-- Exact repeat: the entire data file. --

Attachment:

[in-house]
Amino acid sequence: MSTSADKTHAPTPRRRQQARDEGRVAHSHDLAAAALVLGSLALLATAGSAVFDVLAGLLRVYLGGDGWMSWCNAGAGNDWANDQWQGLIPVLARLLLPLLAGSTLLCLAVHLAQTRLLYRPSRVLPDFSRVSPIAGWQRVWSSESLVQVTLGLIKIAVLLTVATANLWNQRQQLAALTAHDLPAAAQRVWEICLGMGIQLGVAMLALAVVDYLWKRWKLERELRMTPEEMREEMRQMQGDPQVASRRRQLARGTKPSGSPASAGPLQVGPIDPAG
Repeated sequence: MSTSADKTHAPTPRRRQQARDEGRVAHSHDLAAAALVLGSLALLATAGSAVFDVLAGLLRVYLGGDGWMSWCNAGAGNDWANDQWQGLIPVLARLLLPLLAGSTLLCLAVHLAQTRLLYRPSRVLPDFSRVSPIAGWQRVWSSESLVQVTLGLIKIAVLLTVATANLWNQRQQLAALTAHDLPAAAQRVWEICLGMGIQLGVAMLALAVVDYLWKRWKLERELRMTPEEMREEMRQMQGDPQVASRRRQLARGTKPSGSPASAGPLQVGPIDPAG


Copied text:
[in-house]
Amino acid sequence: MSTSADKTHAPTPRRRQQARDEGRVAHSHDLAAAALVLGSLALLATAGSAVFDVLAGLLRVYLGGDGWMSWCNAGAGNDWANDQWQGLIPVLARLLLPLLAGSTLLCLAVHLAQTRLLYRPSRVLPDFSRVSPIAGWQRVWSSESLVQVTLGLIKIAVLLTVATANLWNQRQQLAALTAHDLPAAAQRVWEICLGMGIQLGVAMLALAVVDYLWKRWKLERELRMTPEEMREEMRQMQGDPQVASRRRQLARGTKPSGSPASAGPLQVGPIDPAG
Repeated sequence: MSTSADKTHAPTPRRRQQARDEGRVAHSHDLAAAALVLGSLALLATAGSAVFDVLAGLLRVYLGGDGWMSWCNAGAGNDWANDQWQGLIPVLARLLLPLLAGSTLLCLAVHLAQTRLLYRPSRVLPDFSRVSPIAGWQRVWSSESLVQVTLGLIKIAVLLTVATANLWNQRQQLAALTAHDLPAAAQRVWEICLGMGIQLGVAMLALAVVDYLWKRWKLERELRMTPEEMREEMRQMQGDPQVASRRRQLARGTKPSGSPASAGPLQVGPIDPAG